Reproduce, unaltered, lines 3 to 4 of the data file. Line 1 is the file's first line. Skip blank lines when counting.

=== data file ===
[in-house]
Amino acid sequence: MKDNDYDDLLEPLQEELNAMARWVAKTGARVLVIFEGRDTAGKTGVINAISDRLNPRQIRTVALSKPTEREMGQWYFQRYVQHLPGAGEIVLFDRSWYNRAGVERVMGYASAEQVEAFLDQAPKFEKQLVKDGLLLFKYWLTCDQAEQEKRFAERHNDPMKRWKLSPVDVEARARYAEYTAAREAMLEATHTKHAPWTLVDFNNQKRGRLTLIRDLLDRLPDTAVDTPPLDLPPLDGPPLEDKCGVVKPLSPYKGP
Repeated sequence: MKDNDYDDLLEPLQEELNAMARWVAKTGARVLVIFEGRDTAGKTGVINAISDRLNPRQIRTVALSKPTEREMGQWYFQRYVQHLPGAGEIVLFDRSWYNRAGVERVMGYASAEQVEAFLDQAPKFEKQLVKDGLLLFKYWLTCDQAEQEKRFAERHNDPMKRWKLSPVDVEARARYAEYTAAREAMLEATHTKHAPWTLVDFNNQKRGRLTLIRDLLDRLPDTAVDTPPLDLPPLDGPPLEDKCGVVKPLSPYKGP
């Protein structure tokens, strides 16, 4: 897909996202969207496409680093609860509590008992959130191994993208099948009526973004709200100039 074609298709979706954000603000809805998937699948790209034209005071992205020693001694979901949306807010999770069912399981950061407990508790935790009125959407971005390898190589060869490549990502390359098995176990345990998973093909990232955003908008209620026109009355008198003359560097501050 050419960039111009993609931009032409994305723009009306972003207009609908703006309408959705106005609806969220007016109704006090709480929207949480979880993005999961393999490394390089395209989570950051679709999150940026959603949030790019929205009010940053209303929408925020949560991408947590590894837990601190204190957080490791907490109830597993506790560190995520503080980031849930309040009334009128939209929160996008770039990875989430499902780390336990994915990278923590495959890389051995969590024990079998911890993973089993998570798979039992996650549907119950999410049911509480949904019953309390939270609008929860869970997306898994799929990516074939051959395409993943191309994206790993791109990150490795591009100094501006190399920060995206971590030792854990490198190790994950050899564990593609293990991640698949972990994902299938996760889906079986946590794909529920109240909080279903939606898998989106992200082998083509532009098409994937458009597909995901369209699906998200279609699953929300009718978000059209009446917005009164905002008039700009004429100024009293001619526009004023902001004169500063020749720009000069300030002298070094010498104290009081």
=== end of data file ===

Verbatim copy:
Repeated sequence: MKDNDYDDLLEPLQEELNAMARWVAKTGARVLVIFEGRDTAGKTGVINAISDRLNPRQIRTVALSKPTEREMGQWYFQRYVQHLPGAGEIVLFDRSWYNRAGVERVMGYASAEQVEAFLDQAPKFEKQLVKDGLLLFKYWLTCDQAEQEKRFAERHNDPMKRWKLSPVDVEARARYAEYTAAREAMLEATHTKHAPWTLVDFNNQKRGRLTLIRDLLDRLPDTAVDTPPLDLPPLDGPPLEDKCGVVKPLSPYKGP
């Protein structure tokens, strides 16, 4: 897909996202969207496409680093609860509590008992959130191994993208099948009526973004709200100039 074609298709979706954000603000809805998937699948790209034209005071992205020693001694979901949306807010999770069912399981950061407990508790935790009125959407971005390898190589060869490549990502390359098995176990345990998973093909990232955003908008209620026109009355008198003359560097501050 050419960039111009993609931009032409994305723009009306972003207009609908703006309408959705106005609806969220007016109704006090709480929207949480979880993005999961393999490394390089395209989570950051679709999150940026959603949030790019929205009010940053209303929408925020949560991408947590590894837990601190204190957080490791907490109830597993506790560190995520503080980031849930309040009334009128939209929160996008770039990875989430499902780390336990994915990278923590495959890389051995969590024990079998911890993973089993998570798979039992996650549907119950999410049911509480949904019953309390939270609008929860869970997306898994799929990516074939051959395409993943191309994206790993791109990150490795591009100094501006190399920060995206971590030792854990490198190790994950050899564990593609293990991640698949972990994902299938996760889906079986946590794909529920109240909080279903939606898998989106992200082998083509532009098409994937458009597909995901369209699906998200279609699953929300009718978000059209009446917005009164905002008039700009004429100024009293001619526009004023902001004169500063020749720009000069300030002298070094010498104290009081």